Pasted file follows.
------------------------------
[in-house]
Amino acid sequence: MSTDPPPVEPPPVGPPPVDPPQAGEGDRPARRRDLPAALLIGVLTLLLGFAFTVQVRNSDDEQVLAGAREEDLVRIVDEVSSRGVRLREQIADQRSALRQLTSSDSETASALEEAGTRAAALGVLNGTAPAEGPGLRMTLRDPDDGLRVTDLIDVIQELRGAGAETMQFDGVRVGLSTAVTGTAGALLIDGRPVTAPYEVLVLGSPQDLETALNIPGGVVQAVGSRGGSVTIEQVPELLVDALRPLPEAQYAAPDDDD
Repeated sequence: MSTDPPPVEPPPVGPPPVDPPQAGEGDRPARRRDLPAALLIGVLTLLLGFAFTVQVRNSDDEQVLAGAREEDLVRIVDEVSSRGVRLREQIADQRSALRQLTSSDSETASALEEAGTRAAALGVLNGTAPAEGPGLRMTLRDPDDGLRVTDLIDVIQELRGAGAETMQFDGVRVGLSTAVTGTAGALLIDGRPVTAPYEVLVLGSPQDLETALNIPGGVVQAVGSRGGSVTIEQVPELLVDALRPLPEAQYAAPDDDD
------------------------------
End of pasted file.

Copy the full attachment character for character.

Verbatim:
[in-house]
Amino acid sequence: MSTDPPPVEPPPVGPPPVDPPQAGEGDRPARRRDLPAALLIGVLTLLLGFAFTVQVRNSDDEQVLAGAREEDLVRIVDEVSSRGVRLREQIADQRSALRQLTSSDSETASALEEAGTRAAALGVLNGTAPAEGPGLRMTLRDPDDGLRVTDLIDVIQELRGAGAETMQFDGVRVGLSTAVTGTAGALLIDGRPVTAPYEVLVLGSPQDLETALNIPGGVVQAVGSRGGSVTIEQVPELLVDALRPLPEAQYAAPDDDD
Repeated sequence: MSTDPPPVEPPPVGPPPVDPPQAGEGDRPARRRDLPAALLIGVLTLLLGFAFTVQVRNSDDEQVLAGAREEDLVRIVDEVSSRGVRLREQIADQRSALRQLTSSDSETASALEEAGTRAAALGVLNGTAPAEGPGLRMTLRDPDDGLRVTDLIDVIQELRGAGAETMQFDGVRVGLSTAVTGTAGALLIDGRPVTAPYEVLVLGSPQDLETALNIPGGVVQAVGSRGGSVTIEQVPELLVDALRPLPEAQYAAPDDDD